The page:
Even though we chose the way leading to death, the way to life was not thereby made unavailable to us, for we were prevented from eating from the tree of life, which would have resulted in us living forever in our fallen state (Gen. 3.22). Thus God cast us out of the Garden in order to work the ground from which we were taken (Gen. 3.23-24) in order that we might learn that the way of life was now through repentance and trust (Isa. 30.15).

The Commandments given through Moses were given in order that we might know more clearly which way leads to life and which leads to death. For at the beginning of the list of blessings for following the commandments it is written, “Now it shall be, if you diligently obey the LORD your God, being careful to do all His commandments which I command you today, the LORD your God will set you high above all the nations of the earth.” – Deuteronomy 28.1. Or in other words, they would subdue the earth. But concerning the curses it is written, “So all these curses shall come on you and pursue you and overtake you until you are destroyed, because you would not obey the LORD your God by keeping His commandments and His statutes which He commanded you.” – Deuteronomy 28.45. Or in other words they would die.

The New Testament also presents two ways, one of death and another of life, and these two ways are opposed to each other. Representative of this are the words of the Apostle Paul in his letter to the Galatians 5.16-26:

16 But I say, walk by the Spirit, and you will not gratify the desires of the flesh. 17 For the desires of the flesh are against the Spirit, and the desires of the Spirit are against the flesh, for these are opposed to each other, to keep you from doing the things you want to do. 18 But if you are led by the Spirit, you are not under the law. 19 Now the works of the flesh are evident: sexual immorality, impurity, sensuality, 20 idolatry, sorcery, enmity, strife, jealousy, fits of anger, rivalries, dissensions, divisions, 21 envy, drunkenness, orgies, and things like these. I warn you, as I warned you before, that those who do such things will not inherit the kingdom of God. 22 But the fruit of the Spirit is love, joy, peace, patience, kindness, goodness, faithfulness, 23 gentleness, self-control; against such things there is no law. 24 And those who belong to Christ Jesus have crucified the flesh with its passions and desires. 25 If we live by the Spirit, let us also keep in step with the Spirit. 26 Let us not become conceited, provoking one another, envying one another.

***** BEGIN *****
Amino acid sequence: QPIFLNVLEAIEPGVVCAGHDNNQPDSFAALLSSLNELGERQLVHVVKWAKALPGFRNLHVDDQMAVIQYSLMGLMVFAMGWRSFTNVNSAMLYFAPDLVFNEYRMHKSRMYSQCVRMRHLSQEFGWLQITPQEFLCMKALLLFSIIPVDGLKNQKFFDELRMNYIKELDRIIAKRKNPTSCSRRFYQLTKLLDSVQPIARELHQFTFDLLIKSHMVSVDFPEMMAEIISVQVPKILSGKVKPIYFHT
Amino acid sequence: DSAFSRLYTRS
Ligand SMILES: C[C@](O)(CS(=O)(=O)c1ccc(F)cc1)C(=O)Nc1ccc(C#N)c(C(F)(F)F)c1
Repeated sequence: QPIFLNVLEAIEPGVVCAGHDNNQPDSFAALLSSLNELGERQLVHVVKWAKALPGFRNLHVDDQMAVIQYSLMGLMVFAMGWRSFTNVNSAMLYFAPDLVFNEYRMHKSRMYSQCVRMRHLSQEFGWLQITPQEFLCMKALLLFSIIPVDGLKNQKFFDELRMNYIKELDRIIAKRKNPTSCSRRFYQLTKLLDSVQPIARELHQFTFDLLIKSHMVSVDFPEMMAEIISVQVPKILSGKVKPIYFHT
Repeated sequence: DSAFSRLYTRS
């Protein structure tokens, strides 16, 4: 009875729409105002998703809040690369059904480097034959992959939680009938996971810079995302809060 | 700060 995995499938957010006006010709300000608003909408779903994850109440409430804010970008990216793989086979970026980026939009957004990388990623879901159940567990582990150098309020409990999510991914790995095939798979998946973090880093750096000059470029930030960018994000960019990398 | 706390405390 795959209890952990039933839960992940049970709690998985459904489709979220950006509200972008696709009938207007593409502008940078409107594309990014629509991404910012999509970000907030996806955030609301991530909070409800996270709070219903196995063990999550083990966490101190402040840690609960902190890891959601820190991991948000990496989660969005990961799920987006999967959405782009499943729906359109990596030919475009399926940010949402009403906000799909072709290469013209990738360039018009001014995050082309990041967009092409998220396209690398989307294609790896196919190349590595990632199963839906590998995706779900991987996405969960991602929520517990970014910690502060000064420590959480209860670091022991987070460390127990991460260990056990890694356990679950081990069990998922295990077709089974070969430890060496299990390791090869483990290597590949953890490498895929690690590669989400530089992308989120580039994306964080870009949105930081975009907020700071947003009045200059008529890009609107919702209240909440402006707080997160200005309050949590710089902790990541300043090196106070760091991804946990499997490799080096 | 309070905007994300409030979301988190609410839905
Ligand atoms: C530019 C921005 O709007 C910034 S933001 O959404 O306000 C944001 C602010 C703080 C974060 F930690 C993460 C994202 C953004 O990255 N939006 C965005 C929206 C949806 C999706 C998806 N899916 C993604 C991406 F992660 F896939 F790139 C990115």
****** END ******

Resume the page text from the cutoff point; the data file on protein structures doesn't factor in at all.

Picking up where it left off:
Thus Scripture does not present us with a contract, but with a choice, a choice between two ways, one which leads to life and another which leads to death. In Advent we are called to recognize our sinfulness and repent as we await the coming of our Lord. Let us do this so that when He comes we will be found working as the wise servant and serving others (Matt. 24.45-47) and not as the unwise one and be found exploiting and beating them (Μatt. 24.48-51). Let us continue on the way of life. Let our prayer throughout this Advent season truly be: